In the first part, you can visit the personal collections of Gulbenkian’s works of art collected from all over the world, while in the second part, you can see the modern works of art. There are more than 3,000 works of art in the museum. A trip to Lisbon is never unthinkable without visiting the Gulbenkian Museum. Gulbenkian Museum, one of the few museums in Europe, was opened just after Gulbenkian’s death to show the value he attached to art to future generations.

Belem Tower


The Belém Tower, which was started to be built in 1515, has a symbolic meaning for Portugal because it was built during the Geographical Discoveries period, when Portugal lived its Golden Age. Indeed, the Belém Tower is located in the Port of Lisbon, where ships sail to the ocean to discover new lands. In the architecture of the tower, besides the architecture of the Muslims of North African origin who once ruled Portugal, the Portuguese Manueline decorations are also clearly seen.

The symbol of Lisbon soon became the Belém Tower and remains so today. The famous Lisbon earthquake of 1755 negatively affected every building in Lisbon, as well as damaged the Belém Tower. Although it is approximately 2.5 km from the city center, you should definitely go to see the Belém Tower. You should go to the top of the tower and watch the view to the fullest.

Jeronimos Monastery


While you are away from the city center and visiting Belém, we recommend you to visit the Jeronimos Monastery, which is right next to it. The monastery, which was started to be built in 1501, was completed exactly a century later. It is known that the Portuguese King Manuel of the period transferred 5% of the income from Africa and the Middle East to the construction of the monastery and thus the monastery was completed.

The Monastery, which has Portuguese-specific Manueline decorations, entered the UNESCO World Heritage List in 1983. The Lisbon Treaty, one of the milestones of the European Union, was signed in 2007 in the monastery building. The tomb of the world-famous explorer Vasco de Gama is located here. Today, part of the monastery building houses the Maritime Museum and the other part houses the Archaeological Museum.

Visiting hours of both the monastery and the museums vary. However, with a combined ticket, it is possible to visit all parts of the monastery in the same day, with economy.

Lisbon Fado Museum


The music of passion, love, separation and ultimately lonely women Fado is the most important part of Portuguese culture. That is why the Fado Museum was opened in Lisbon in 1998. You can find everything from Fado instruments to original copies of compositions, photographs of Fado musicians from the past to the present, and rehearsal rooms at the Fado Museum.

Moreover, lessons are given in this museum for amateurs who want to sing Fado. There are two types of exhibitions, permanent and temporary, that can be visited in the museum. The museum also organizes events with the participation of fado artists on special occasions. The entrance fee is 5 Euro per person and it can be visited every day of the year between 10:00 and 18:00, except for holidays. If you take the metro, you can easily reach the museum by getting off at the Santa Apolónia stop.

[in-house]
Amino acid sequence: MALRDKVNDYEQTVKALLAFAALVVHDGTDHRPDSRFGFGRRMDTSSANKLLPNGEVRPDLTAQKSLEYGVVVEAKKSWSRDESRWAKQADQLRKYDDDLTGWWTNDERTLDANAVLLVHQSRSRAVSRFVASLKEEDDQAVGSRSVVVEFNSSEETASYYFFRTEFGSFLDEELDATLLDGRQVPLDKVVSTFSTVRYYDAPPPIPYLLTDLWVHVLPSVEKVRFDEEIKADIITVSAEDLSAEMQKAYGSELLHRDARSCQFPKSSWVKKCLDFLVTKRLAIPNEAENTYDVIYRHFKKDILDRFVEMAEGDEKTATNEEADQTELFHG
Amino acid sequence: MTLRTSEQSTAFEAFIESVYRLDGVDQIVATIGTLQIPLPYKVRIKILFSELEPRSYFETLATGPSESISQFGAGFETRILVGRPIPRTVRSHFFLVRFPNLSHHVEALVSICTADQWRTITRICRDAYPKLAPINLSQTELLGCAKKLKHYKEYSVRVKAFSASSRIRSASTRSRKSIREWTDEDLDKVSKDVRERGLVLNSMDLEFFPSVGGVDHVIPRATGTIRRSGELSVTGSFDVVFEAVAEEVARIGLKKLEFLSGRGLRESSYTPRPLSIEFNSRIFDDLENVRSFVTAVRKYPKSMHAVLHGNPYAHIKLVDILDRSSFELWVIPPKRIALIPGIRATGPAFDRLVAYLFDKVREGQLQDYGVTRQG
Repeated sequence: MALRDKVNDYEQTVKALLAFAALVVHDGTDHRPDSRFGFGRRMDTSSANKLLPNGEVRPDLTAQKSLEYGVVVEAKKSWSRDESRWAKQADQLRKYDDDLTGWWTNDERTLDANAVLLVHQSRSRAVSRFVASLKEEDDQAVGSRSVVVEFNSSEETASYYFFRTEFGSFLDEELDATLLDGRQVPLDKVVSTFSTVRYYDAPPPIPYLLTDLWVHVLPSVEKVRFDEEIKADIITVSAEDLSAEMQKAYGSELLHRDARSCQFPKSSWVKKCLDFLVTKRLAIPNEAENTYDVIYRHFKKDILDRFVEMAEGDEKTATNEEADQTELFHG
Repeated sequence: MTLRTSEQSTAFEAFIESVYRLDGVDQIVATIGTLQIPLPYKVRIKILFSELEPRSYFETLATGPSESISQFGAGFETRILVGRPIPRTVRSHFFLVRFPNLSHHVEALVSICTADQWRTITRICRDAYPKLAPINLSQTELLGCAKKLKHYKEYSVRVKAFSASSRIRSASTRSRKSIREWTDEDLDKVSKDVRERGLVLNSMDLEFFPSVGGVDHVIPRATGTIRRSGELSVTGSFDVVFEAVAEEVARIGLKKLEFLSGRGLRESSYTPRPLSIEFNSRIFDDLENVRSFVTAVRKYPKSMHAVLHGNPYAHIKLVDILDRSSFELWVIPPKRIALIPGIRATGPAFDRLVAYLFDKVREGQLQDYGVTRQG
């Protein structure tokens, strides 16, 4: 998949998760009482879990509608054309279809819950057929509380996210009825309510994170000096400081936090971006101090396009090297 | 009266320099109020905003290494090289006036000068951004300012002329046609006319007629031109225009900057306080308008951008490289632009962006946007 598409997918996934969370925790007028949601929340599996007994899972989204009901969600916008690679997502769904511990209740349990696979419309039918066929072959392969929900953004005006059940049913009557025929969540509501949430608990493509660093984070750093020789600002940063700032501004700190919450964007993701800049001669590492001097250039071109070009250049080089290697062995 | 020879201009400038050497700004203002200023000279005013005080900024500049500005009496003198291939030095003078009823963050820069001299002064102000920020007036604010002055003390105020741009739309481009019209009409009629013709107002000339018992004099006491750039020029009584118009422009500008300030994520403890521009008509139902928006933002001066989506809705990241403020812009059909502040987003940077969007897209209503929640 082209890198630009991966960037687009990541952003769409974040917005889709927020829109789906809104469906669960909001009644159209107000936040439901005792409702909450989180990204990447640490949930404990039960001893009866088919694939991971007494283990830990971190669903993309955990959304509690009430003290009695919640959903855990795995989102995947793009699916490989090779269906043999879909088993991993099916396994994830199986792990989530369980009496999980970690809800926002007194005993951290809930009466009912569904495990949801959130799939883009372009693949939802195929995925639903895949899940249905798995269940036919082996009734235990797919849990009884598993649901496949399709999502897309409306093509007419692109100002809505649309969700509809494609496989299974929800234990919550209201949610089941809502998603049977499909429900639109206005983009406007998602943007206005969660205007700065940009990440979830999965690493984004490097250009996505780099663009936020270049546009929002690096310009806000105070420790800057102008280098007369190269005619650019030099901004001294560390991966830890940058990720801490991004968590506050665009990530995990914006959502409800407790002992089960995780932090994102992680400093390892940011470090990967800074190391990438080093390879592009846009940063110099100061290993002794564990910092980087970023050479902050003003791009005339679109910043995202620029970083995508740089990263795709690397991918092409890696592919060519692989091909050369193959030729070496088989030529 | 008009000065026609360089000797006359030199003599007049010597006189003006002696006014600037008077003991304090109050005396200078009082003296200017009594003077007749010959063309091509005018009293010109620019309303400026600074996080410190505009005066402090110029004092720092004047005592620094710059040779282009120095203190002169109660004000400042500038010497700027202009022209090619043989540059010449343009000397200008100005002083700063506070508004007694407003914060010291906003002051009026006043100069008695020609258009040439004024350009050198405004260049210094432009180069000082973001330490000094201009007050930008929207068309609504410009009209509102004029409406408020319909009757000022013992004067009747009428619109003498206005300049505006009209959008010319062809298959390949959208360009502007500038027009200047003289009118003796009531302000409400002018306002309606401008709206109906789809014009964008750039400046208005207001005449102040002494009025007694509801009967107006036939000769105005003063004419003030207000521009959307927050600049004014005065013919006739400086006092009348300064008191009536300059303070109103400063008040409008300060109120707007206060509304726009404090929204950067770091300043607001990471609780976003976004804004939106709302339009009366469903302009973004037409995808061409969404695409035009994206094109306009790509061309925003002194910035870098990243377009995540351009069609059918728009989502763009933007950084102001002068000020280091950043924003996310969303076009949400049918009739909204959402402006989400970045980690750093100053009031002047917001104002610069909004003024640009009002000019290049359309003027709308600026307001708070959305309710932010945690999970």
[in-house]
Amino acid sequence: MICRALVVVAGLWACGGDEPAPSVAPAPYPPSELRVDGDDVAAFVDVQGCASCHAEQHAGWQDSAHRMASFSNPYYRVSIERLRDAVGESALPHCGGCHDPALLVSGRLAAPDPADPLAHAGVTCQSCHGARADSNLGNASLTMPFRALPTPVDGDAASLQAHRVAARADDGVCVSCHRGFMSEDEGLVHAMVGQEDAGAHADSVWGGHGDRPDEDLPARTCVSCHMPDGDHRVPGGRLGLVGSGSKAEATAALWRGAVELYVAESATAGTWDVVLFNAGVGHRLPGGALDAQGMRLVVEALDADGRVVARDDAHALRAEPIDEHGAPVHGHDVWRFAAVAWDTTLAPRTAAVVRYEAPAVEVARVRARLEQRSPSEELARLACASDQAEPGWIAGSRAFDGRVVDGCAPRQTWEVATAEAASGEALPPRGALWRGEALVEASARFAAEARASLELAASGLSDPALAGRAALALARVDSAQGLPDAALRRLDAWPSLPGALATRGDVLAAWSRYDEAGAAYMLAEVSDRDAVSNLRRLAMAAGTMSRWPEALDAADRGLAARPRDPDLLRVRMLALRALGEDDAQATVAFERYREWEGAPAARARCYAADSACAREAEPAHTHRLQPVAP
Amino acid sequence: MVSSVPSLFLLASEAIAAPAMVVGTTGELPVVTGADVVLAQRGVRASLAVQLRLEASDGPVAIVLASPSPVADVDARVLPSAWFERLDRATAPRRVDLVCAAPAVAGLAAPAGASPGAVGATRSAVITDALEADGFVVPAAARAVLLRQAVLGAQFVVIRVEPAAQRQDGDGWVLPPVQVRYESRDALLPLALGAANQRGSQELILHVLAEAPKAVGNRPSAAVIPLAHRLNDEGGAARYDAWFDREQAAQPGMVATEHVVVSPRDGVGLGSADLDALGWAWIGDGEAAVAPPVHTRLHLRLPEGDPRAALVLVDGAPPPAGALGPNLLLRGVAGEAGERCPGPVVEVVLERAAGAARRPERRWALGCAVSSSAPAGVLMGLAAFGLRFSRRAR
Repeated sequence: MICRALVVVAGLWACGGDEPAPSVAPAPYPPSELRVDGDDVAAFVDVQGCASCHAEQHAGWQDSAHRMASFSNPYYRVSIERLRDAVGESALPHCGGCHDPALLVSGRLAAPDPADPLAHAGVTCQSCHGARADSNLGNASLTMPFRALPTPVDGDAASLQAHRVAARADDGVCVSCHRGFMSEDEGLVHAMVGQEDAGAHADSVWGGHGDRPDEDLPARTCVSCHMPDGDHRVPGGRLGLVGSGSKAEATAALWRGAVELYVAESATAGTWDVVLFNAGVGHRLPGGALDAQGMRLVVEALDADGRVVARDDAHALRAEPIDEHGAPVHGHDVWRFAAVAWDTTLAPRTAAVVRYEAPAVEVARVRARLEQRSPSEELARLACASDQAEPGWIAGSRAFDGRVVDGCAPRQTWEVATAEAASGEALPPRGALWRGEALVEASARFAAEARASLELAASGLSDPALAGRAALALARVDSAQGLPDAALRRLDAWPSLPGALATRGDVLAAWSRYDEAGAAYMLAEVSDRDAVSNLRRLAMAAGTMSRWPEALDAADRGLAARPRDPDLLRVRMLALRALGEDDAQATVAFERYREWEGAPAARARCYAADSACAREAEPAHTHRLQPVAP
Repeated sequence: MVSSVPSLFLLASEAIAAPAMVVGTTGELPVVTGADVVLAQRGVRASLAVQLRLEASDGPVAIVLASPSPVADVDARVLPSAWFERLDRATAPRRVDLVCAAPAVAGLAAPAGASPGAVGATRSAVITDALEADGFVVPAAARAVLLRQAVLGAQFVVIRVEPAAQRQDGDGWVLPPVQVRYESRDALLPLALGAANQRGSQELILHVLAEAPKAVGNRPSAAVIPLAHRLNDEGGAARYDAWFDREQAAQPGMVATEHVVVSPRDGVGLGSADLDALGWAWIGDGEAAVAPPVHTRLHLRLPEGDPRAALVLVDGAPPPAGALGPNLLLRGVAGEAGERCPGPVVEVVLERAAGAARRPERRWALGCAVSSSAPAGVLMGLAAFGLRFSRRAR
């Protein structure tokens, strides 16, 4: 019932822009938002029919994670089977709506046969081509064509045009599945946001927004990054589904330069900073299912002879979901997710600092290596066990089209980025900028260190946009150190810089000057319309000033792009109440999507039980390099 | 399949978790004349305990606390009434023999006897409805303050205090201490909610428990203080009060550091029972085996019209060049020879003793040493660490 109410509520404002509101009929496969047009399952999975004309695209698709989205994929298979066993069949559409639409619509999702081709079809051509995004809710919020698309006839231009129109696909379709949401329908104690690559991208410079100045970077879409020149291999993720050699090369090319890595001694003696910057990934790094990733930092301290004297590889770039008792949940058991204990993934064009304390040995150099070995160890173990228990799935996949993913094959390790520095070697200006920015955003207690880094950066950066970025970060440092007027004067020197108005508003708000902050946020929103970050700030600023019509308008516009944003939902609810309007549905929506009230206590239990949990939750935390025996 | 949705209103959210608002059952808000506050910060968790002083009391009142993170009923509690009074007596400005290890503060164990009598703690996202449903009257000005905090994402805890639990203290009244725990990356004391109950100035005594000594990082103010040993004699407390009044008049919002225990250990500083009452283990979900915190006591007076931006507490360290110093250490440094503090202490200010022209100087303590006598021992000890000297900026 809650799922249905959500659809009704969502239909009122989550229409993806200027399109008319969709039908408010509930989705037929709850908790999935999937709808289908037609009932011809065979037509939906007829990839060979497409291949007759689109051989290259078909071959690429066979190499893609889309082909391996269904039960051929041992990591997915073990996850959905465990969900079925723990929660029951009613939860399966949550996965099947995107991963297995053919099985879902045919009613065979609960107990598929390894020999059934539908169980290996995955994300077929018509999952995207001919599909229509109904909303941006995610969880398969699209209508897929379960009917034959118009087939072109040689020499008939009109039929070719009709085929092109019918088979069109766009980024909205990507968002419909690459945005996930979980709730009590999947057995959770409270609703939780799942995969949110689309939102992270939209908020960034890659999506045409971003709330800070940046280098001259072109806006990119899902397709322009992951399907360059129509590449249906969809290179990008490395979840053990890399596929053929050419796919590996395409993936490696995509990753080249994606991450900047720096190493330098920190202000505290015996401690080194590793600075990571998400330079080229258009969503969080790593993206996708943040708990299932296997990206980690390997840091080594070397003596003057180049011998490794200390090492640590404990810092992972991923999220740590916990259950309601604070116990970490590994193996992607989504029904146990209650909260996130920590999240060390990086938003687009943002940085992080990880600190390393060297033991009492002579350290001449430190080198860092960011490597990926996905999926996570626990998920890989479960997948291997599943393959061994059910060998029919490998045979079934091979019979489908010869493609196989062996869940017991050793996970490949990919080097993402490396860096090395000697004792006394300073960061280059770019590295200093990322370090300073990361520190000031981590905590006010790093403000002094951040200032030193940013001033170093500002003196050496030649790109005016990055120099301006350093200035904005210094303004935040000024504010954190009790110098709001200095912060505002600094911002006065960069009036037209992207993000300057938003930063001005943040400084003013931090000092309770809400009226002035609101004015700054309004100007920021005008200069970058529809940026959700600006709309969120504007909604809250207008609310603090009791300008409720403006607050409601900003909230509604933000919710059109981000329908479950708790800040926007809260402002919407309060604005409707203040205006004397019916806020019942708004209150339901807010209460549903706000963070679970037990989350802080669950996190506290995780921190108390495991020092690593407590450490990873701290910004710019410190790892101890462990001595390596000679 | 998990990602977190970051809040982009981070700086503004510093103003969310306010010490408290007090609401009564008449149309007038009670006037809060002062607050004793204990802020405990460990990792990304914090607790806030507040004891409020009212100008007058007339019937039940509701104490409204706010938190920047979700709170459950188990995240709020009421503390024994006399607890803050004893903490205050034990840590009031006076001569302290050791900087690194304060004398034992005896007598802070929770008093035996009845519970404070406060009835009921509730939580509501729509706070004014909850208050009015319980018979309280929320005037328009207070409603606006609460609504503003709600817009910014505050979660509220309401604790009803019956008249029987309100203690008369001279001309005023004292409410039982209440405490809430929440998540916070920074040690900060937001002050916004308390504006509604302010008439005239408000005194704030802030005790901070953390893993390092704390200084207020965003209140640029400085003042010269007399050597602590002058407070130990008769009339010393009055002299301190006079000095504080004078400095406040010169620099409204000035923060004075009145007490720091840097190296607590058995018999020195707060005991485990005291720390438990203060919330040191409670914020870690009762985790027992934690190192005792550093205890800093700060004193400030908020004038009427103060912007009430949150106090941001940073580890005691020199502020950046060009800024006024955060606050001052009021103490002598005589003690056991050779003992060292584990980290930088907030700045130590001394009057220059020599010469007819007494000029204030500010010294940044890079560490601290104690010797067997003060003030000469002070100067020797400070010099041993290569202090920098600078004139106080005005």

Rossio Square


IV. Rossio Square, also known as Pedro Square, has been one of the most important squares in Lisbon since the Middle Ages. In the 13th and 14th centuries, the square was the meeting and market place of the common people of Lisbon. It is a kind of gathering place for the non-noble class. For centuries, this square has been the scene of protests and demonstrations as well as hosting entertainment and festivities, concerts and banquets. In the middle of the square, King of Portugal IV. Pedro monument.

This monument was made in 1874. In 1887, a train station was built in Rossio. II. The Maria Theater and the construction of public parks to the north of the square attracted the attention of the nobility to Rossio in the 19th century. Estaus Palace is also located in Rossio. Today, tourists as well as Lisbon residents show interest in Rossio Square. Indeed, there are many pleasant cafes and restaurants in the square.

Ancient Art Museum


You can easily reach the Ancient Art Museum, which is considered one of the most important museums in Europe, located in the Chiado region of Lisbon, by taking the tram number 25. The museum, where you can see unique works of art from the 14th to the 20th centuries and the collections that once belonged to the Portuguese Royal Family, is also home to the most important oil paintings made in Portuguese history. Moreover, in the museum, you will be able to see works representing Portuguese explorers’ landing in Japan in the 16th century.

These works are quite impressive because they reflect how Japanese painters viewed Portuguese sailors. The unique porcelain sets brought from China and exhibited in this museum are also fascinating.

Fronteira Palace


The Palácio Dos Marqueses De Fronteira, or Palace of the Marquises of Fronteira, is one of Lisbon’s most ostentatious palaces. Located in the Benfica area to the northwest of the city, the palace was built in 1640. The beauty of each room in the palace, which has the typical exterior and interior architectural features of the 17th and 18th centuries, should be seen in person. In the same period, large grass gardens, which are considered as an indicator of wealth, and eye-catching fountains fascinate its visitors.